I’ve been working in a retail job for just over a month and realized it and the company are not for me. On Wednesday I therefore gave my notice, orally first to my manager and in writing to the company’s director that same evening. (Two days later, I forwarded that email to my manager, who had taken the day in between off, prefacing it with “As we had discussed on Wednesday.”) My notice period is one week.

I am due to go on holiday on 10th July. My manager asked me if I was happy to work beyond my notice period until then. I said, “Yes but with reduced hours.” (I did include this in the email.)

According to the rota he had made well before I gave my notice, I was supposed to be off work on Monday and Tuesday, and at work on Wednesday, my last “notice” day.

Yesterday, I told him I needed the Friday and Saturday afternoon off (post-notice). Because I had made it clear I could only do reduced hours, I assumed it was not an issue. However, what he has done (without being clear—I found out by looking at the rota on the shop’s computer—he didn’t email it to us directly) is making me work on my day off on Tuesday, giving me Friday off, and still making me work a full 40 hours in the Sunday-Saturday company week. This despite the fact that I clearly said I was going to do reduced hours.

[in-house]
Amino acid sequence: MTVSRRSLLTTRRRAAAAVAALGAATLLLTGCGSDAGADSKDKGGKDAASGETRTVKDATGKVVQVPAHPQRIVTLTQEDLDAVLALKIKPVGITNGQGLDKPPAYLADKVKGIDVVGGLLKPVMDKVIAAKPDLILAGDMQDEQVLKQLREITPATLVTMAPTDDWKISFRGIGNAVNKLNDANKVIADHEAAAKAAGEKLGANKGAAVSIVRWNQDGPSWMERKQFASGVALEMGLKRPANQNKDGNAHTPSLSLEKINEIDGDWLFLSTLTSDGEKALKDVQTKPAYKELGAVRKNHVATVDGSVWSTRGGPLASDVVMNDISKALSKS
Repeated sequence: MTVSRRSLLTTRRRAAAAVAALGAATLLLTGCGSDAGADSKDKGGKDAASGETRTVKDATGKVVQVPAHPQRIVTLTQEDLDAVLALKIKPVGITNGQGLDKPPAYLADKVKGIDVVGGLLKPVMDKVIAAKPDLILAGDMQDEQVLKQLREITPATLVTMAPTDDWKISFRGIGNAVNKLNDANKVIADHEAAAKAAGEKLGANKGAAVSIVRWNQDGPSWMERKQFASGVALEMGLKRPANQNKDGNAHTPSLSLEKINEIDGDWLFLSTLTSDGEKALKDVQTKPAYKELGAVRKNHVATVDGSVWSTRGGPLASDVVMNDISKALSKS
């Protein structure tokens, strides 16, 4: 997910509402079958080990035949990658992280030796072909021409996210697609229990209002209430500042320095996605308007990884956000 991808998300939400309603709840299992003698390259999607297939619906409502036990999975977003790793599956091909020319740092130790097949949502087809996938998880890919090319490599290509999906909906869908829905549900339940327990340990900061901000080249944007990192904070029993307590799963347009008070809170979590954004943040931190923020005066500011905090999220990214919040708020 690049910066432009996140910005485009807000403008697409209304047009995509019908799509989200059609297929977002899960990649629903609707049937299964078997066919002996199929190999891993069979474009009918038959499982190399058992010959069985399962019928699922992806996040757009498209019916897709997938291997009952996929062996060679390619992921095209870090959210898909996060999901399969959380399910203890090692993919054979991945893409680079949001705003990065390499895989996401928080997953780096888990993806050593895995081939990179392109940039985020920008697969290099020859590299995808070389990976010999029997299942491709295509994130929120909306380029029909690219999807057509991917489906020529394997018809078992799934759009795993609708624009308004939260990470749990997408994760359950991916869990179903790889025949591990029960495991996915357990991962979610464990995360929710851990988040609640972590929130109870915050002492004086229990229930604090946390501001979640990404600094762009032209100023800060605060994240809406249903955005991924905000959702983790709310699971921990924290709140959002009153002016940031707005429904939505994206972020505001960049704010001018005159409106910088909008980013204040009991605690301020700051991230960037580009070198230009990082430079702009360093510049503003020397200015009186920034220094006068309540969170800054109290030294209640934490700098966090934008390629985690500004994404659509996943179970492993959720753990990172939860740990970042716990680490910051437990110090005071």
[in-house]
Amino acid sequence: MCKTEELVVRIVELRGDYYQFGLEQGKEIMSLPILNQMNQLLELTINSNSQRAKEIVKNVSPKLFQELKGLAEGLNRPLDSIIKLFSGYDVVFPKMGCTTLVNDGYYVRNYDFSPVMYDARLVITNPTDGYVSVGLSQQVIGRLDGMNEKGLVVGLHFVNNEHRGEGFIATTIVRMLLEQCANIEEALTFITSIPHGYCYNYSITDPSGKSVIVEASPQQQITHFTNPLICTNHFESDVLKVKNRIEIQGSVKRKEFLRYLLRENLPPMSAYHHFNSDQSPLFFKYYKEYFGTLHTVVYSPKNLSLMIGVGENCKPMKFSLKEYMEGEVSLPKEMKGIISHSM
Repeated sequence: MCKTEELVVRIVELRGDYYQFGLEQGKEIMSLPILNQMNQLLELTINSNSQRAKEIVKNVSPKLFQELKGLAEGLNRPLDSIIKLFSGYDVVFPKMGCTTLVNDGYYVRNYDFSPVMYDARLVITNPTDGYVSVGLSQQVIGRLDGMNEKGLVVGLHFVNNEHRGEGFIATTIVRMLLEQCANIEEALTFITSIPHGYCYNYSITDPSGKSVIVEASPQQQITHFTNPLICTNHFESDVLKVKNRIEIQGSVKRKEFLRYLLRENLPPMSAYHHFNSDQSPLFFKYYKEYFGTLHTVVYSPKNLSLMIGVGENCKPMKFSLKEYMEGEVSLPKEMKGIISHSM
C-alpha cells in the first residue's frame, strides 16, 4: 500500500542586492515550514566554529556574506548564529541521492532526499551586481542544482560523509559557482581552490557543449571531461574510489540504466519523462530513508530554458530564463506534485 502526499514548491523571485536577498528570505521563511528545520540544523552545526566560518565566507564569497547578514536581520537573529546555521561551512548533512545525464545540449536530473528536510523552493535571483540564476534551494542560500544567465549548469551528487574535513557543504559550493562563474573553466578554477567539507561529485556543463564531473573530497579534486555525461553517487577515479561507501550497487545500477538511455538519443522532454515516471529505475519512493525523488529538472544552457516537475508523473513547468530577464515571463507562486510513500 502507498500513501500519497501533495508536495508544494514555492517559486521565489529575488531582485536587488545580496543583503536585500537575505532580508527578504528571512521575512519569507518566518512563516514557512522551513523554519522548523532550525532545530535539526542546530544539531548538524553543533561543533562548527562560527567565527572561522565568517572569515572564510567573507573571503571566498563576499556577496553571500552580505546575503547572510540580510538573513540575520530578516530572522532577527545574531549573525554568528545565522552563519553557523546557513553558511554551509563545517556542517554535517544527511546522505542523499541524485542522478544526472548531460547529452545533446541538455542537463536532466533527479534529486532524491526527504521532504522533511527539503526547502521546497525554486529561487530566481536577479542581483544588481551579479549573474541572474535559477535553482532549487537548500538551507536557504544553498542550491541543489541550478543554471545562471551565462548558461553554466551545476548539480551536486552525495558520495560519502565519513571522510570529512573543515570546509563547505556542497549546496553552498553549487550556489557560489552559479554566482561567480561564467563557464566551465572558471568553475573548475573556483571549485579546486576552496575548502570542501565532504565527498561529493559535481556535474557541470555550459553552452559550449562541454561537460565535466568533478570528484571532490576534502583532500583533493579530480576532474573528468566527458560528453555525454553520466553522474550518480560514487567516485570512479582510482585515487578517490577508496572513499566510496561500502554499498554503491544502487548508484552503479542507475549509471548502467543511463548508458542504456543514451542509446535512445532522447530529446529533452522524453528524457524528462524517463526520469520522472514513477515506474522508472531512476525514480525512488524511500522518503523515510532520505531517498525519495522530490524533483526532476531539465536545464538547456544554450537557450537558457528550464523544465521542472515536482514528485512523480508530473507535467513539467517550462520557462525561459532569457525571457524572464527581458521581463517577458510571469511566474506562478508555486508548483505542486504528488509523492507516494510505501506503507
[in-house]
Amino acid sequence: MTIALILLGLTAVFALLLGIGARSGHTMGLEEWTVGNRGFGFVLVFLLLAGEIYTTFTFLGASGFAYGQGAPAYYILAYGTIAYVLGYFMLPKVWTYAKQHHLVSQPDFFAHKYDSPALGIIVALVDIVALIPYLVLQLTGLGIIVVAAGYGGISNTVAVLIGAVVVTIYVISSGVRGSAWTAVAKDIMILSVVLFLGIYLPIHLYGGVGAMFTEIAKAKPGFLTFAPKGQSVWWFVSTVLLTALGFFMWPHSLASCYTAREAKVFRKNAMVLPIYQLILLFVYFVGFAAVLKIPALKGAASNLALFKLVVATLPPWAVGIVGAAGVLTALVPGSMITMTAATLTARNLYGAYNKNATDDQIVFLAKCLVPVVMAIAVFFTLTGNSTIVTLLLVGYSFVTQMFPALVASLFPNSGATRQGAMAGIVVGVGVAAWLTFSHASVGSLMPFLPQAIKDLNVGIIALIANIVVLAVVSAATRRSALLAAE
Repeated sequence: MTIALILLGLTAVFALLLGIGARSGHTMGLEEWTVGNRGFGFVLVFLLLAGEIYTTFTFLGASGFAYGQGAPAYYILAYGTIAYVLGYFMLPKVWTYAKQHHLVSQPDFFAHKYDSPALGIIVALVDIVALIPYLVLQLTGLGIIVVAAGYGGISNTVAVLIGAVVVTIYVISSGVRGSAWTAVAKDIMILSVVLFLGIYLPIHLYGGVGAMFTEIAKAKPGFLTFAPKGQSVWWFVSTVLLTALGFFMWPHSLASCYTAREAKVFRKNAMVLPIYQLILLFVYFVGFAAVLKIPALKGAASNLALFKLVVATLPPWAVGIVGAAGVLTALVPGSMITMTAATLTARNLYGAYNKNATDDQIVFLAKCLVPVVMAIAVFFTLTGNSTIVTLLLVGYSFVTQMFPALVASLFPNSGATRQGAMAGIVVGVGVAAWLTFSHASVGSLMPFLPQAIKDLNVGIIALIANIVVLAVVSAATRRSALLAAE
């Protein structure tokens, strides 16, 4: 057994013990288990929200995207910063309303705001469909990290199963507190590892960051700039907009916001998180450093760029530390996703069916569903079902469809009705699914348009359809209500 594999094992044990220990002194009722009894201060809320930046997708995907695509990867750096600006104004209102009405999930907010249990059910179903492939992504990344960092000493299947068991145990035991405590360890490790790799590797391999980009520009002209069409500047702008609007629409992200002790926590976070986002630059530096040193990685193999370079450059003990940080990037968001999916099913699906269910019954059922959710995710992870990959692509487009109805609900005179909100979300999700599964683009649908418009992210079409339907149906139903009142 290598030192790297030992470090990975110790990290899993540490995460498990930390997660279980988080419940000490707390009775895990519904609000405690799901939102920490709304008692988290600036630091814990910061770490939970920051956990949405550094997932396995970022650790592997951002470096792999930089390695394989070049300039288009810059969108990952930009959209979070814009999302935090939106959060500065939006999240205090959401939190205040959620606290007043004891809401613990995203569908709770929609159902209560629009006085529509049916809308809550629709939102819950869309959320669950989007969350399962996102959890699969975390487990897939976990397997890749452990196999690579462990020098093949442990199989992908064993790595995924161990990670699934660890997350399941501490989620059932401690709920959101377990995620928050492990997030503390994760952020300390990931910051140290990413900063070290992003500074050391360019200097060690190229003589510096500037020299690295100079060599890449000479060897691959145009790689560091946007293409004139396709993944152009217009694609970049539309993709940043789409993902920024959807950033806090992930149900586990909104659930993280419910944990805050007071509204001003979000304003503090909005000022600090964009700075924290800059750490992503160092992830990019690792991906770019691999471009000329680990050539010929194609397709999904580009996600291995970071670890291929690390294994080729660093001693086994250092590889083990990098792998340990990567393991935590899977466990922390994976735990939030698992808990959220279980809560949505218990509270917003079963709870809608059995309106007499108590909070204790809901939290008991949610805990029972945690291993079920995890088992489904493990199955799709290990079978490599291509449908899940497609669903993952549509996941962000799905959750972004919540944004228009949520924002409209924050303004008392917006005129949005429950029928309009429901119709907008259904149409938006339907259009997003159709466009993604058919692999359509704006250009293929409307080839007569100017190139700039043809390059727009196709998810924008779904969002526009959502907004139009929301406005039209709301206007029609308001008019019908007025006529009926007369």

What is my recourse? It’s not my problem if the company is short-staffed, and I feel made fun of, after I clearly said I was not going to work full-time and he said “OK.”

I am tempted to email him saying “Circumstances have changed and I can’t work after Wednesday.” And I’ll simply work through my notice period which ends on Wednesday.

  • Now he says that he did show me when he was changing the rota and put me down for Tuesday, but honest to God I can’t remember seeing it. I wouldn’t have agreed. Only thing I saw was him canceling me for the Friday and making me leave half an hour earlier on the Thursday. In any event I’ve told him my last day will be Wednesday. Commented Jul 3, 2022 at 12:49
  • Please accept PagMax's answer by clicking the checkmark next to it, since you are indeed following his advice. Commented Jul 3, 2022 at 17:18
  • What do you have in written form, in terms of the agreement to work after the end of your notice?
    – njzk2
    Commented Jul 3, 2022 at 17:55
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    I am following his advice and explained in the email that “As I said when I gave you my notice on Wednesday 29 June, as a courtesy I was happy to work reduced hours between the end of my notice period on Wednesday 6 July and the end of the week on Saturday 9 July. However, with this updated rota, I’m now supposed to work a full-time week through Saturday 9 July, including after the end of my notice period. Unfortunately, with this change making me work a full day on Tuesday 5 July, I now cannot work beyond the end of my notice period on Wednesday 6 July.” Commented Jul 3, 2022 at 18:36
  • 7
    What's your recourse? Not showing up seems a pretty good option. What are they gonna do?